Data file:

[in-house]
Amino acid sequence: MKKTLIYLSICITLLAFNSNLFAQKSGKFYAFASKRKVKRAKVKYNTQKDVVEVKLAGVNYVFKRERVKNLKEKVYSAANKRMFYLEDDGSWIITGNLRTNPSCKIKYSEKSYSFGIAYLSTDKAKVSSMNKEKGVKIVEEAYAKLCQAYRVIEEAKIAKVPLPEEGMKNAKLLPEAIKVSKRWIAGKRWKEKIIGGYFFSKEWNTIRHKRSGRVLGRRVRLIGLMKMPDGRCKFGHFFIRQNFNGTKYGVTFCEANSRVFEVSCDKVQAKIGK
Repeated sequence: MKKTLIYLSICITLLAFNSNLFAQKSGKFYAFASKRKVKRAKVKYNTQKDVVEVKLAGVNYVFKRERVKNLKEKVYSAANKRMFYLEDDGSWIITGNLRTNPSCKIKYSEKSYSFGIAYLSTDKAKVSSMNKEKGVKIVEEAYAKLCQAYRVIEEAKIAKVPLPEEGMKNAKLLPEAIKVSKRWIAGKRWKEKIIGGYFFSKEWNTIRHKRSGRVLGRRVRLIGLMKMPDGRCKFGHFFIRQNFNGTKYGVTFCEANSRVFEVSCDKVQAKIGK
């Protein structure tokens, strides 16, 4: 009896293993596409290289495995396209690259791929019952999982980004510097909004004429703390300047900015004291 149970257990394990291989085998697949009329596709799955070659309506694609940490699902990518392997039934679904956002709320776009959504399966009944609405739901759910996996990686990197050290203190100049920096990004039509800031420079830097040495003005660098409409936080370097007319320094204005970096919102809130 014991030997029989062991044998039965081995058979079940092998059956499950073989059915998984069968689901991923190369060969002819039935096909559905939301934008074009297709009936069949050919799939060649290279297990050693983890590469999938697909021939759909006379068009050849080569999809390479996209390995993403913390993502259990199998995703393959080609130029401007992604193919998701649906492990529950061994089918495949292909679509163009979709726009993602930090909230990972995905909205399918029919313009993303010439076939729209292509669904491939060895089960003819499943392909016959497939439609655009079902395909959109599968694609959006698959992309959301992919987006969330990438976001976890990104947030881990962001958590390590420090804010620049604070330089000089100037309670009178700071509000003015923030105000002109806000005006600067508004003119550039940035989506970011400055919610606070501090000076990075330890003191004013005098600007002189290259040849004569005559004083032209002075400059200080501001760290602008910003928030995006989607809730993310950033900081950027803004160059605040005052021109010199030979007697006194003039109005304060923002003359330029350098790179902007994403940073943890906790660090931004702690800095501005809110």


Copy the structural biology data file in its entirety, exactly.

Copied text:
[in-house]
Amino acid sequence: MKKTLIYLSICITLLAFNSNLFAQKSGKFYAFASKRKVKRAKVKYNTQKDVVEVKLAGVNYVFKRERVKNLKEKVYSAANKRMFYLEDDGSWIITGNLRTNPSCKIKYSEKSYSFGIAYLSTDKAKVSSMNKEKGVKIVEEAYAKLCQAYRVIEEAKIAKVPLPEEGMKNAKLLPEAIKVSKRWIAGKRWKEKIIGGYFFSKEWNTIRHKRSGRVLGRRVRLIGLMKMPDGRCKFGHFFIRQNFNGTKYGVTFCEANSRVFEVSCDKVQAKIGK
Repeated sequence: MKKTLIYLSICITLLAFNSNLFAQKSGKFYAFASKRKVKRAKVKYNTQKDVVEVKLAGVNYVFKRERVKNLKEKVYSAANKRMFYLEDDGSWIITGNLRTNPSCKIKYSEKSYSFGIAYLSTDKAKVSSMNKEKGVKIVEEAYAKLCQAYRVIEEAKIAKVPLPEEGMKNAKLLPEAIKVSKRWIAGKRWKEKIIGGYFFSKEWNTIRHKRSGRVLGRRVRLIGLMKMPDGRCKFGHFFIRQNFNGTKYGVTFCEANSRVFEVSCDKVQAKIGK
């Protein structure tokens, strides 16, 4: 009896293993596409290289495995396209690259791929019952999982980004510097909004004429703390300047900015004291 149970257990394990291989085998697949009329596709799955070659309506694609940490699902990518392997039934679904956002709320776009959504399966009944609405739901759910996996990686990197050290203190100049920096990004039509800031420079830097040495003005660098409409936080370097007319320094204005970096919102809130 014991030997029989062991044998039965081995058979079940092998059956499950073989059915998984069968689901991923190369060969002819039935096909559905939301934008074009297709009936069949050919799939060649290279297990050693983890590469999938697909021939759909006379068009050849080569999809390479996209390995993403913390993502259990199998995703393959080609130029401007992604193919998701649906492990529950061994089918495949292909679509163009979709726009993602930090909230990972995905909205399918029919313009993303010439076939729209292509669904491939060895089960003819499943392909016959497939439609655009079902395909959109599968694609959006698959992309959301992919987006969330990438976001976890990104947030881990962001958590390590420090804010620049604070330089000089100037309670009178700071509000003015923030105000002109806000005006600067508004003119550039940035989506970011400055919610606070501090000076990075330890003191004013005098600007002189290259040849004569005559004083032209002075400059200080501001760290602008910003928030995006989607809730993310950033900081950027803004160059605040005052021109010199030979007697006194003039109005304060923002003359330029350098790179902007994403940073943890906790660090931004702690800095501005809110």